USA Oil Market Signals More Sizzle Ahead
The U.S. physical crude market is pricing near its strongest level in more than a year, and could get even stronger, the latest sign of red-hot demand for barrels in the real world boosting headline prices.
So-called timespreads, which reflect the premium for West Texas Intermediate barrels for immediate delivery to those for delivery in later months, are at the strongest since November, when they hit a three-year high. Movements in crude spreads are a closely watched gauge for supply-demand balances in the oil market and they are currently signaling a dearth of barrels for immediate delivery.
Geopolitical tensions have kept up demand for light sweet crudes because of a potential disruption to natural gas supplies following Moscow’s move to build up troops at the Ukranian border, even though Russian officials have repeatedly said they have no intention of invading the country. Most refiners use hydrogen produced from natural gas to remove sulfur from sour crudes. Russia’s exports of its main export grade Urals is projected to slump to a five-month low in February because of production issues.
Oil prices for physical delivery in the Gulf Coast strengthened to the highest levels since 2020 this week, attracting more flows to the region instead of Cushing, Oklahoma, the delivery point for benchmark U.S. crude futures. Crude flows on the Basin Pipeline, a key conduit for shipments from the Permian to Cushing, have been muted as a result of the pricing dynamics and is likely to support spreads strengthening further, traders and brokers said.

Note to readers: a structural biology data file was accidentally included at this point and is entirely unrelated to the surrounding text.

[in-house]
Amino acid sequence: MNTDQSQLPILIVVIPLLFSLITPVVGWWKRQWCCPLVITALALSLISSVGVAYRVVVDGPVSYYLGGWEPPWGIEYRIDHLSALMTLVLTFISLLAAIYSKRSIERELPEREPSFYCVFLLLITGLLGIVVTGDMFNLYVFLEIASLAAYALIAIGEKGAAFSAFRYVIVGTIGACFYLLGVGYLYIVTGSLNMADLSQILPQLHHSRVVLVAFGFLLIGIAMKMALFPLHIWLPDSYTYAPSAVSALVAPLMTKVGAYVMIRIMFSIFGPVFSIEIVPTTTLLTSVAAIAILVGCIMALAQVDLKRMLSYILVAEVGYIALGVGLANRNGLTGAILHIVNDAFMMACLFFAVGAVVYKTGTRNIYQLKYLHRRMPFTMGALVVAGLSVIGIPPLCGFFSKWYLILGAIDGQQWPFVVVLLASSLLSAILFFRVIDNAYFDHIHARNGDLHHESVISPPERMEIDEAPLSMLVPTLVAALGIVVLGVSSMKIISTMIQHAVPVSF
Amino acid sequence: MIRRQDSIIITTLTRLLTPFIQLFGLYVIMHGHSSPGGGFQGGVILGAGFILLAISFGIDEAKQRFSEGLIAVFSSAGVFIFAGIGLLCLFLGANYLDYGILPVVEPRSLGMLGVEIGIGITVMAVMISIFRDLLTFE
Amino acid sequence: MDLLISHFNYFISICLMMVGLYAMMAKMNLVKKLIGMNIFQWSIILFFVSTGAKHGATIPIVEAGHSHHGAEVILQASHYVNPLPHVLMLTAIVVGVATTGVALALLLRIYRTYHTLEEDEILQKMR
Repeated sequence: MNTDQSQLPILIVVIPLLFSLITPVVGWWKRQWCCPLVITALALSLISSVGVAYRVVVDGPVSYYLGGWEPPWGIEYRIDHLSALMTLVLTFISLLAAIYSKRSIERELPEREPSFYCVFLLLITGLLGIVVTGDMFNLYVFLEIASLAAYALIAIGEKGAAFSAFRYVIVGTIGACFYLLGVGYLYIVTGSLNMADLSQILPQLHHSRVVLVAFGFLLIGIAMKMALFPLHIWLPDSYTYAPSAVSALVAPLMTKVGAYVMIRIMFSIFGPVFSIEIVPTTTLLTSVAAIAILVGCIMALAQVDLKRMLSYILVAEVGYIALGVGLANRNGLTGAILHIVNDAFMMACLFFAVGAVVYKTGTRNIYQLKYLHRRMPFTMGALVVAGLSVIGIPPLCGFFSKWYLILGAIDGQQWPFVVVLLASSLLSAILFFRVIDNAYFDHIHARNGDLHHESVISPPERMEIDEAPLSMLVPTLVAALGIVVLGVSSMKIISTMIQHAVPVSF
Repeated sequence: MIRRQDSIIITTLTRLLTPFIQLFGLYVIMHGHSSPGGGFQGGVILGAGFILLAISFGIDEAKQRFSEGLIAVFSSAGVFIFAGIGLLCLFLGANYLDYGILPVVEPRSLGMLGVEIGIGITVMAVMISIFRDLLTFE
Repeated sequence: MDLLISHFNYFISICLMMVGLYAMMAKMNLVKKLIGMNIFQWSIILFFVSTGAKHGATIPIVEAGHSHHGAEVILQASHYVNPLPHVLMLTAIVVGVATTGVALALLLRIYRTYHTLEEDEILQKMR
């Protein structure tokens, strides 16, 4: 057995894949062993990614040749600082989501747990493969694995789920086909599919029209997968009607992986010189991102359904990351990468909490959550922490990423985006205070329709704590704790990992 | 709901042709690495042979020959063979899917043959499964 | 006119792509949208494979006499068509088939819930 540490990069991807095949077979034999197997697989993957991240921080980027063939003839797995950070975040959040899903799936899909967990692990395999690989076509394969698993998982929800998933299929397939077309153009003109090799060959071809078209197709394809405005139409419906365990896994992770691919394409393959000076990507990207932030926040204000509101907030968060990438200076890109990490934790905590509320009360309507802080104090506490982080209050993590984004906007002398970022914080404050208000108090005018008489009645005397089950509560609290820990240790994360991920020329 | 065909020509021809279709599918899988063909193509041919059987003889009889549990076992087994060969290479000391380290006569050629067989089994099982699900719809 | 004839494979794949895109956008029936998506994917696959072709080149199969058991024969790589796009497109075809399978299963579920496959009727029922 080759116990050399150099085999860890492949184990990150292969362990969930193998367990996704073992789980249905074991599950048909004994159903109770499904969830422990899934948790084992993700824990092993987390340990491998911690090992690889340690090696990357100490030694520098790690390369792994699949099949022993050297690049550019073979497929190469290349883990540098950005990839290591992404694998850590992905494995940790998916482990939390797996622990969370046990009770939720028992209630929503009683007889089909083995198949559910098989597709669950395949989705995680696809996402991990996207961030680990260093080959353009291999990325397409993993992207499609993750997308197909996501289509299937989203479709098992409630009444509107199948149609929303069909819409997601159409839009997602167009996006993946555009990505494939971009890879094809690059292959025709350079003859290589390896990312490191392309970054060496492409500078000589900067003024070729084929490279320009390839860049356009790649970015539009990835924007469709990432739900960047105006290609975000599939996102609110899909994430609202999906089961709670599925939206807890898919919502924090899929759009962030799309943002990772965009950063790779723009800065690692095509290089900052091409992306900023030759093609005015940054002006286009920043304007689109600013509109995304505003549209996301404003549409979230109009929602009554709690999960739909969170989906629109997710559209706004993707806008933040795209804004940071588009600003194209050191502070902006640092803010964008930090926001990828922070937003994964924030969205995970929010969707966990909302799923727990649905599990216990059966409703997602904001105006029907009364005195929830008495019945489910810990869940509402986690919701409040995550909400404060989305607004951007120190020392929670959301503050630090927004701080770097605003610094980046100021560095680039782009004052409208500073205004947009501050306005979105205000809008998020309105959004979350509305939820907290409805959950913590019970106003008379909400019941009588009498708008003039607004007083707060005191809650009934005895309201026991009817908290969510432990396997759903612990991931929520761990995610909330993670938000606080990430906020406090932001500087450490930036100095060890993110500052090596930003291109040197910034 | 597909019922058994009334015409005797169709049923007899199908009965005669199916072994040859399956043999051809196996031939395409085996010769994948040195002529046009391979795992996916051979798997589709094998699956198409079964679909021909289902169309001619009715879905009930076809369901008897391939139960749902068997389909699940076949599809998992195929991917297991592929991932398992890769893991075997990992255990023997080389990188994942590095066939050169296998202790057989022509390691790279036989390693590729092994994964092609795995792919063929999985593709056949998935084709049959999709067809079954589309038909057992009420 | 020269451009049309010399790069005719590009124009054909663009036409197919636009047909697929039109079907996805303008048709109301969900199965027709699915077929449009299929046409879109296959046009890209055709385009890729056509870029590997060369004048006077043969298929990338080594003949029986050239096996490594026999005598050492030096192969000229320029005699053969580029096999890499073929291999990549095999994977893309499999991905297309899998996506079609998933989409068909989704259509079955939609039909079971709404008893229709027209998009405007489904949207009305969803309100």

Inventories in Cushing this month sank to the lowest levels in a decade seasonally. Last week, inventories fell for a third straight week to 31.7 million barrels, data from the U.S. Energy Information Administration showed.
“WTI spreads are all about tank bottom worries,” said Kit Haines, an analyst at consultant Energy Aspects. “Everything is so tight right now, crude products, gas. Pick one, there’s not enough.”
For March loading, Permian sweet crude cargoes are trading as high as 50 cents a barrel above Brent futures, holding steady from February, according to people familiar with the matter. Pipeline supplies of February WTI at Midland, Texas, and at Houston firmed to the highest since 2020 on Tuesday.
Some of the strength in physical crude prices are also due to traders rolling positions forward to the next month during the switch to March trading from February.
Traders are also keeping a close watch on the upcoming refinery maintenance season for signs that crude demand may ease. But with profit margins for refining so strong, the facilities that are running may pick up the slack for those that close for work, some traders said.
What do you think? We’d love to hear from you, join the conversation on the
Rigzone Energy Network.
The Rigzone Energy Network is a new social experience created for you and all energy professionals to Speak Up about our industry, share knowledge, connect with peers and industry insiders and engage in a professional community that will empower your career in energy.